I disagree. I think that the Republicans will be completely incompetent at executing a strategy that will get them in control of both houses and the presidency in 2016.Most of the right-wing nut jobs would rather get 100% of what they want and lose the next election rather than get 10% of what they want this year and win the next election. The left-wing nut jobs will take the 10% and hope for more after winning the next election.If the RWNJ's control the agenda the whiplash in the control of the senate in 2 years will have the Republicans in traction for years. Remember the seats up for re-election next time are mostly Republican. What happened to the Dems last year can happen to the Repubs in 1.5 years.I don't know about other areas of the country, but in my area the TEA Party is now run by the RWNJ's. John
Radish,You wrote, But does co-opting a message, and then not living up to that message, really constitute effectiveness? Sure, they're effective at staying in office. But what should one make of a party that keeps promising smaller government, and then making it bigger?Voters seem to have short memories. These days Republicrats seem to lie with impunity both about what they did in office and what they are for. Voters are inclined to believe any message if the person saying it sounds truthful and makes them feel good ... facts be damned ... liberty be damned.In his opening episode back in 2005, Colbert called this phenomena Truthiness:http://thecolbertreport.cc.com/videos/63ite2/the-word---trut...https://en.wikipedia.org/wiki/Truthinesshttp://www.slate.com/articles/health_and_science/science/201...http://truthyism.com/- Joel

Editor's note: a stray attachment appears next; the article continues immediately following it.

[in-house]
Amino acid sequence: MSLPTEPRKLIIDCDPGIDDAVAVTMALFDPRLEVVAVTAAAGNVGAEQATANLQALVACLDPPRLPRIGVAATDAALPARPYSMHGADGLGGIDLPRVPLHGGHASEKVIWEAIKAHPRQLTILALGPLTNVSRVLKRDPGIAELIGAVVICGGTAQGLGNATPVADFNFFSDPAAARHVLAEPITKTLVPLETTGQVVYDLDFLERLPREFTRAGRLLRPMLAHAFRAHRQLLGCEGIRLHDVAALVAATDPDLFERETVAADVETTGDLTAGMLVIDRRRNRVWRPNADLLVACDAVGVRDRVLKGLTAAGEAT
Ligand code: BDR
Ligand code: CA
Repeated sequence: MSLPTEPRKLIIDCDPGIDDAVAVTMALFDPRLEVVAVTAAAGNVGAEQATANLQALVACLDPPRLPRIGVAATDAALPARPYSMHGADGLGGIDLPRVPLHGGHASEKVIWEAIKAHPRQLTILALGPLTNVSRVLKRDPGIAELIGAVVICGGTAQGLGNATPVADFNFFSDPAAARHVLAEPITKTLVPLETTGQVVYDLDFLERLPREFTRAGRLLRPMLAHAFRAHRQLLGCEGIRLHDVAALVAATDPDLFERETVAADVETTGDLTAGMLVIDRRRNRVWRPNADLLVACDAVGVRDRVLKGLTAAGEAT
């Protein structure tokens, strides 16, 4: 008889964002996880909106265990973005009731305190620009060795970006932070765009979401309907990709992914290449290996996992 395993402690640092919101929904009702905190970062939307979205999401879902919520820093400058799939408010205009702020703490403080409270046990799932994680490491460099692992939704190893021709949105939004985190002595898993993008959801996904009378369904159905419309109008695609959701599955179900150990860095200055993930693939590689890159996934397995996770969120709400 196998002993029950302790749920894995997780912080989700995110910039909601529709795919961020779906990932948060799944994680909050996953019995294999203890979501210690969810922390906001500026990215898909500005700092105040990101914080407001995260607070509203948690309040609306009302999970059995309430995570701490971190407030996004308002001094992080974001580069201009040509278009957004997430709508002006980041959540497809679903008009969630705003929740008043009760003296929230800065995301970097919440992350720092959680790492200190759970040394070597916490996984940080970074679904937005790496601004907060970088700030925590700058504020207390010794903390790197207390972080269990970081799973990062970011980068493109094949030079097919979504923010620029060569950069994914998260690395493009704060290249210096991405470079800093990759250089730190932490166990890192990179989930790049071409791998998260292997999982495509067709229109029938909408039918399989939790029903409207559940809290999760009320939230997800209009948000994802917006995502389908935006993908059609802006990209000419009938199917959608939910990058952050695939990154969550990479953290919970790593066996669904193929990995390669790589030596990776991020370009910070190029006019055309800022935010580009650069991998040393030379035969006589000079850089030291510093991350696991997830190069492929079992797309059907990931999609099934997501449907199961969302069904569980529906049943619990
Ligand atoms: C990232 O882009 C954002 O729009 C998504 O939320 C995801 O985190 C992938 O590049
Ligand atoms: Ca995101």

Neither the Democrats nor the Republicans want increased person freedom, smaller government, or reduced government spending. But most Americans do. They just don't have any party that represents them.The official Libertarian party is full of complete nut-cases, as are most of the sub-branches of libertarianism. I'm not sure advocating "increased personal freedom, smaller government, less government spending" should be sufficient to qualify one as a libertarian.That's not really qualitatively different from what substantial parts of both major parties advocate.From my understanding, the qualitative difference between libertarianism and whatever you want to call the mainstream ideology is that libertarians reject the principle of utilitarianism to justify government intrusion into people's lives.Could you elaborate on your libertarianism and how you differ qualitatively from people advocating merely "smaller government"?